Del Rio, TX – The Iowa State Patrol (ISP) troopers deployed to the Del Rio area of Texas to assist law enforcement agencies overwhelmed by the tidal wave of illegal immigrants flooding into the U.S. were instrumental in disrupting human trafficking, drug smuggling, and firearm trafficking in the area, state officials said.
Iowa Governor Kim Reynolds deployed 27 officers and one agent to the Del Rio area on July 8, The Gazette reported.
The team returned on July 22, having helped carry out 240 arrests, 51 vehicle pursuits, and 18 firearms seizures as part of “Operation Loan Star.”
They also seized 37 pounds of cocaine and methamphetamine, nearly 1,000 pounds of marijuana, and $1.7 million in illegally-obtained cash, The Gazette reported.
The team assisted with tactical operations, humanitarian efforts, human smuggling investigations, and traffic duties during the 12-day stay.
“They did Iowa proud,” Iowa Department of Public Safety Commissioner Bayens said, according to the Des Moines Register. “They brought Iowa values to Texas. They worked hard when hard work was required. They showed compassion when compassion was needed, and I’m proud of them. And I know the people of Texas appreciated it.”
Reynolds announced on June 24 that she would be deploying ISP officers to Texas to help local law enforcement officers with border security efforts at the request of Arizona Governor Doug Ducey and Texas Governor Greg Abbott.
Six other states have agreed to do the same, The Gazette reported.
The joint effort falls under an Emergency Management Assistance Compact that permits states to help one another in instances of emergency or disaster, according to the Des Moines Register.
Iowa joined the compact in the 1990s, KCCI reported.
Reynolds said the $300,000 price tag associated with the deployment was necessary for the betterment of the nation, especially considering President Joe Biden has failed to do anything to secure the southern border, The Gazette reported.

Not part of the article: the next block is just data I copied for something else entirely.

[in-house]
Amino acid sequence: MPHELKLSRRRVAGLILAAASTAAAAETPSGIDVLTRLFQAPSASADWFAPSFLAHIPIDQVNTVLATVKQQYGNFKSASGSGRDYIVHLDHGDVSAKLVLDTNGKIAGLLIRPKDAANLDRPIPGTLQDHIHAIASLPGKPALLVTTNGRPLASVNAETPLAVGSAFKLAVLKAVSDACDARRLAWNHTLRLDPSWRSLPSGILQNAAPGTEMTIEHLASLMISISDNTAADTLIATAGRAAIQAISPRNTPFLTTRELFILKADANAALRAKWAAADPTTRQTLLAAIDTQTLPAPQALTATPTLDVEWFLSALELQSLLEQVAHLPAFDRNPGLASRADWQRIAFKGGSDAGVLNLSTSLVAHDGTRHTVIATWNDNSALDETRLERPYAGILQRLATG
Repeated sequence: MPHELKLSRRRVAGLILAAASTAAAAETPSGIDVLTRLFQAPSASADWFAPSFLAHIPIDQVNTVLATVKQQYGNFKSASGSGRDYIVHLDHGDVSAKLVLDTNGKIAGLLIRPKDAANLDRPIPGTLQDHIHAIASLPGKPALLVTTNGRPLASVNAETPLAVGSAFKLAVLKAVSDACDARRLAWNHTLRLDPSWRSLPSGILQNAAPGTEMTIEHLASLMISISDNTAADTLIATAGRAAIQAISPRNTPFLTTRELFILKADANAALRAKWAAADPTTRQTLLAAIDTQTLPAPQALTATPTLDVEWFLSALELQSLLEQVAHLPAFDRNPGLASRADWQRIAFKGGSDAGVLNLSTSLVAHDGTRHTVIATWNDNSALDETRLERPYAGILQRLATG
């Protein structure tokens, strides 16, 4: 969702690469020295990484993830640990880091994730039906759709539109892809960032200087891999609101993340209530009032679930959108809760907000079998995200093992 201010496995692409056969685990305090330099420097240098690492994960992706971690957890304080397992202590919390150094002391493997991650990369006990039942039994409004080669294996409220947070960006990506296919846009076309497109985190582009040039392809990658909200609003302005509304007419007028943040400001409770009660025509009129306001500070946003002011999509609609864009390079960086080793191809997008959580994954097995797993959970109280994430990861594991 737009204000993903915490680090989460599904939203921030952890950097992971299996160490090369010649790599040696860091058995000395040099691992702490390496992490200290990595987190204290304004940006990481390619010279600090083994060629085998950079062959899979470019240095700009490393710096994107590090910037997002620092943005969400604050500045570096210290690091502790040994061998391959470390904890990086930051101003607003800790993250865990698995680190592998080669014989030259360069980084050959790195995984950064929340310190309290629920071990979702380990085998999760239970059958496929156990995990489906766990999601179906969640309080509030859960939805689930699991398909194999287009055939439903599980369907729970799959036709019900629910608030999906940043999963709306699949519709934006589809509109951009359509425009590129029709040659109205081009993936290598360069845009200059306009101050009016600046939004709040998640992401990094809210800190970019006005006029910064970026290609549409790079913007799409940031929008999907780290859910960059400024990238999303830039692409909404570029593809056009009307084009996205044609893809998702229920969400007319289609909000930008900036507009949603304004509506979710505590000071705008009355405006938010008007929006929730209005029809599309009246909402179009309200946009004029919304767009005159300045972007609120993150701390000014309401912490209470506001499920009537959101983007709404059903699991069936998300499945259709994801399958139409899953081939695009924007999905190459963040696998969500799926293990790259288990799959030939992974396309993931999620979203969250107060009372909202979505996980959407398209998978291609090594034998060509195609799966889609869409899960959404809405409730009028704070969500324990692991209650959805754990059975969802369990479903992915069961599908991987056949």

“Because they’re not, we’re stepping up,” she declared, adding that the taxpayer-funded effort was “an investment that I believe was well spent. I think it was the right thing to do.”
“I made this decision because the federal government has abdicated its duty,” the governor said, according to the Des Moines Register. “Texas law enforcement and border agents are being overwhelmed and the crisis at the border isn’t staying at the border. It’s being felt across the country, including right here in Iowa.”
The governor said she may send a team back down to the southern border yet again, The Gazette reported.
A group of approximately 30 Iowa National Guard soldiers are also stationed in Texas assisting with drone surveillance, according to the Des Moines Register.
Iowa Democratic Party’s Latinx Caucus Vice Chair Patricia Ritchie and Chair Araceli Goode released a joint statement accusing Reynolds and “Iowa Republicans” of using the deployment as a political stunt, The Gazette reported.
“Governor Reynolds and the Iowa Republicans continue to use fear to divide us from each other when they know, just like we do, that people who were born here are far more likely to commit crimes than people who are immigrants,” Ritchie and Goode declared. “This rhetoric is hurtful, dangerous and normalizes hateful actions against Iowa’s Latinx community.”